The first two seasons followed the misadventures of Hugh Abbot, played by Chris Langham, who heads up the Department of Social Affairs. He is ably supported, or hindered depending on your opinion, by senior special adviser Glen Cullen (James Smith), junior policy adviser Ollie Reeder (Chris Addison) and civil service press secretary Terri Coverley (Joanna Scanlan). They bungle their way through various political issues all the while thinking that at any moment they will have their West Wing dreams come through. But its blatantly apparent from the offset that although their party is in power at present, it has nothing to do with the efforts of the above. The first scene of episode one perfectly sets up the real power behind the curtain, Malcolm Tucker (Peter Capaldi). Equal part Alastair Campbell, Harvey Weinstein, Ari Gold and rottweiler he is first introduced to the audience when we are witness him forcing the resignation of Cliff Lawton who we soon see replaced by Hugh Abbot. Although his actions are always machiavellian in nature you are never in any doubt that he has the parties best interests in mind at all times.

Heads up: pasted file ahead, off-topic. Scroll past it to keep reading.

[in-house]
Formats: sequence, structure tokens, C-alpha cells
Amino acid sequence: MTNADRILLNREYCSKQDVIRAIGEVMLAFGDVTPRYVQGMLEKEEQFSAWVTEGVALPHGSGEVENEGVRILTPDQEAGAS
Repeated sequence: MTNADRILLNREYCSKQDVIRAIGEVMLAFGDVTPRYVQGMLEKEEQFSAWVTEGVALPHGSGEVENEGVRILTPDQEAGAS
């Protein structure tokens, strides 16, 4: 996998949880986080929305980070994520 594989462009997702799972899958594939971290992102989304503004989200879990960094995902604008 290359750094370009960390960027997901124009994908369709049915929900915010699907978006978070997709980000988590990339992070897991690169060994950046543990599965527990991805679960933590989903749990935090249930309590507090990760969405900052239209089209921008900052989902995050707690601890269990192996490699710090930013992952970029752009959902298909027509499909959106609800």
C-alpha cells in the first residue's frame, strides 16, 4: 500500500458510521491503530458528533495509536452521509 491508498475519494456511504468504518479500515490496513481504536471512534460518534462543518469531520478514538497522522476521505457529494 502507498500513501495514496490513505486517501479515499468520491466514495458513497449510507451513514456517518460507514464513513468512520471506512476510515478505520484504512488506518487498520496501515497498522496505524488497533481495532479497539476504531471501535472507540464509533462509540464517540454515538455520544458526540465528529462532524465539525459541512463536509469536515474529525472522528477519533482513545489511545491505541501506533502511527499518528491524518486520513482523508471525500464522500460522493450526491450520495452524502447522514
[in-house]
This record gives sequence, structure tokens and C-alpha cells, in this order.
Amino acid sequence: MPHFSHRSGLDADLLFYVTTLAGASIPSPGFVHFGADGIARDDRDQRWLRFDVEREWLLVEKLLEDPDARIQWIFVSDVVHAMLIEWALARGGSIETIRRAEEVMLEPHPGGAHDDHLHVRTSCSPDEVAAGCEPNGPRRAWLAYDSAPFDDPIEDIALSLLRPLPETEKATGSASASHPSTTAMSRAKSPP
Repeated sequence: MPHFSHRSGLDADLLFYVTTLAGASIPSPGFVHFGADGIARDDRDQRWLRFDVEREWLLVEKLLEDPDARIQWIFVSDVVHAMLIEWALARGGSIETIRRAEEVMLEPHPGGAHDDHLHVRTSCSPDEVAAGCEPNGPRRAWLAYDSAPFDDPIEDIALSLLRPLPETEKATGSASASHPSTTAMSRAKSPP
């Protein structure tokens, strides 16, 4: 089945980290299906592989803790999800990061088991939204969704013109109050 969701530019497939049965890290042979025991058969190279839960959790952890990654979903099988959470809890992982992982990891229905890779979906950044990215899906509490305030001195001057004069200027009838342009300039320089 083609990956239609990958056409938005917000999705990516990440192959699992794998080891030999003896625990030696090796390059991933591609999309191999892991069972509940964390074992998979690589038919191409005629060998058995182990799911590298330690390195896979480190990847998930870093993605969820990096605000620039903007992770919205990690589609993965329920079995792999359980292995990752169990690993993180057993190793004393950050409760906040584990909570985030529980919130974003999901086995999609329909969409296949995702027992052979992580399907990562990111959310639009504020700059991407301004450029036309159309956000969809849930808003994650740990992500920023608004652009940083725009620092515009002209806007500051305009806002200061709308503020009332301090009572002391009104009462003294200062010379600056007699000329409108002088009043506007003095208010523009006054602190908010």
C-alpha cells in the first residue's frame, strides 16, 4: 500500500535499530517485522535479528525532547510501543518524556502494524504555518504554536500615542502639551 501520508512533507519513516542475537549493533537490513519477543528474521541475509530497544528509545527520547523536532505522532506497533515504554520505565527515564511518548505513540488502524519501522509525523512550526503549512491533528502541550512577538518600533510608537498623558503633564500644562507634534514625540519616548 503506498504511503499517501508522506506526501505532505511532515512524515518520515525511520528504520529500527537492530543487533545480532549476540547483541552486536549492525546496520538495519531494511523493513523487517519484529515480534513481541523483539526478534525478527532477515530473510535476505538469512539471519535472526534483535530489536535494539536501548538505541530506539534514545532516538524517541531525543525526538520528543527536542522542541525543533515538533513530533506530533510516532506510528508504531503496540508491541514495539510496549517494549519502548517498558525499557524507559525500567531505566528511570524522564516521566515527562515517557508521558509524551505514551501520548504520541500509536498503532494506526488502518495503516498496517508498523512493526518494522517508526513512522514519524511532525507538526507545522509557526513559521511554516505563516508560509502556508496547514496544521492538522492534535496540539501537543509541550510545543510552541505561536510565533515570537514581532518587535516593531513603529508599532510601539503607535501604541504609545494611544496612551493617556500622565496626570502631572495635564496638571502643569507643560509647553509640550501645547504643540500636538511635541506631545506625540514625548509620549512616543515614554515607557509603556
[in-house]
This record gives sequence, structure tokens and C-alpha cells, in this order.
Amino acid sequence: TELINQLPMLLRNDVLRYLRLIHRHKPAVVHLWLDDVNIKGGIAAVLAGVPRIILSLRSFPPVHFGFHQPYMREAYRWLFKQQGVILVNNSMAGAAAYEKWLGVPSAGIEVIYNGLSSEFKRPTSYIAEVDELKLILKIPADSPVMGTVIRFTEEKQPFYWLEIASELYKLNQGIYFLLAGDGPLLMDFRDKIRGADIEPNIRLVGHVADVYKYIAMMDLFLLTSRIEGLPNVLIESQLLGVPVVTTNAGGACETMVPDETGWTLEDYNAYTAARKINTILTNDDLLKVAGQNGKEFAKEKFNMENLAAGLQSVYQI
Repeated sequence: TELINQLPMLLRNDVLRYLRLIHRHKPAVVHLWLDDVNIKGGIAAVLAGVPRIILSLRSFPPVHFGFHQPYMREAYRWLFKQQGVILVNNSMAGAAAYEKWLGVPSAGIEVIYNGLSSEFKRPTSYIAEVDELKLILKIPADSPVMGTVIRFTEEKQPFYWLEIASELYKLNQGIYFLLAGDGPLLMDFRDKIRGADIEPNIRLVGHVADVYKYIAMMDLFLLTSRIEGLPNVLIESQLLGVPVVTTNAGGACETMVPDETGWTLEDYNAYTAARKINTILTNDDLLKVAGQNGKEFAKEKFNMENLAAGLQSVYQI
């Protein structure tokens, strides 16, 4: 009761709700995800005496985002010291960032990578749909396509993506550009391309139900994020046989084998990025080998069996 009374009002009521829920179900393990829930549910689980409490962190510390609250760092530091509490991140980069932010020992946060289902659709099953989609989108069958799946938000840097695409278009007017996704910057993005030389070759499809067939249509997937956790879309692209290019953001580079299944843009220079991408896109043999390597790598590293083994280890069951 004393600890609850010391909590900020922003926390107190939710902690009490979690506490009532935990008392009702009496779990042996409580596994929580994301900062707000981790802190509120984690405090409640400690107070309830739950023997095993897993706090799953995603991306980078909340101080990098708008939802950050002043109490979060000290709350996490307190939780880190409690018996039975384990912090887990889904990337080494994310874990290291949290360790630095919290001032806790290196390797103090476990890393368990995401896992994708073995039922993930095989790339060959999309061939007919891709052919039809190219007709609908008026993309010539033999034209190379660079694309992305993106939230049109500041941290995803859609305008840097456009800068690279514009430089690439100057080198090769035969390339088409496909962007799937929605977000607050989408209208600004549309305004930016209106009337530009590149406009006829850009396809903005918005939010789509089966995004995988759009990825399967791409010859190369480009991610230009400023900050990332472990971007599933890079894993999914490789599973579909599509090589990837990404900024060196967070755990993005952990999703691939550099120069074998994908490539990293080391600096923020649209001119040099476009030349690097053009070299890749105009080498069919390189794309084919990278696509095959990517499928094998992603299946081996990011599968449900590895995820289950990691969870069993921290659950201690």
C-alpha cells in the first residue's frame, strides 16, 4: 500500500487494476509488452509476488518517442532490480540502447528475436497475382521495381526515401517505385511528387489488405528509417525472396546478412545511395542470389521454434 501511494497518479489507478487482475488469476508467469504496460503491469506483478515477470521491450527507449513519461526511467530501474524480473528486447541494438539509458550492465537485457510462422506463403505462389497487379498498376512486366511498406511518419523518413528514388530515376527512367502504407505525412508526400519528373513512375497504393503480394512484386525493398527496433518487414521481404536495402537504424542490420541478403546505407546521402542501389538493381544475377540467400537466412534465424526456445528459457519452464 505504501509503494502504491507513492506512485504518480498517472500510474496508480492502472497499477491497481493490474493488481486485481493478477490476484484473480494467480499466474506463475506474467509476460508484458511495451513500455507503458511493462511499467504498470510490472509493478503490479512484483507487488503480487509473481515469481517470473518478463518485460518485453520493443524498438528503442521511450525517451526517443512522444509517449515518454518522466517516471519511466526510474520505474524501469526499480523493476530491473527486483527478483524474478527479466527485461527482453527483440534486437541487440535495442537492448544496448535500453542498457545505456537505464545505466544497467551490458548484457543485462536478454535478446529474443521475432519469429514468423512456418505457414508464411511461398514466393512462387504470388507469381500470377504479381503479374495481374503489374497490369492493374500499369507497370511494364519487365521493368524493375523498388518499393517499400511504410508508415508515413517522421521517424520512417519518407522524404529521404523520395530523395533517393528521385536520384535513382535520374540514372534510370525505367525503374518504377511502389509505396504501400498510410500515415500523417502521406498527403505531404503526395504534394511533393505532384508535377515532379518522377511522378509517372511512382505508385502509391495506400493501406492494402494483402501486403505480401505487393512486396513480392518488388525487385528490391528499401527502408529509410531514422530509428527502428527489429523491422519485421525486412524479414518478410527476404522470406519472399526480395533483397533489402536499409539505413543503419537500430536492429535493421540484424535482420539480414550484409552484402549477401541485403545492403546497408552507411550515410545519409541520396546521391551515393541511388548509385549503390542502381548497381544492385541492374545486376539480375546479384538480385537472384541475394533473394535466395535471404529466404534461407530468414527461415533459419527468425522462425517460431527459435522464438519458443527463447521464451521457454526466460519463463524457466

We are given a great insight into the running of modern governments where spin and popular opinion are more important than ever before. We witness first hand how out of touch most, if not all, politicians are in the show when Abbot is made watch a zeitgeist DVD much like the prime minister does so that they can appear to stay in touch with the man and woman on the street. Most of the first two seasons story lines seem like they could be plucked from modern Irish politics with Abbot coming across as archetypal under pressure, over worked and out of sync with whats going on around him politician. Much like his compatriot in the shadow cabinet, Abbot comes across as a politician for a different age and is not comfortable with the way modern politics has gone. We see this in episodes revolving around topics such as the use of focus groups, owning second homes, party reshuffles, government spending on special needs schools and mistimed emails.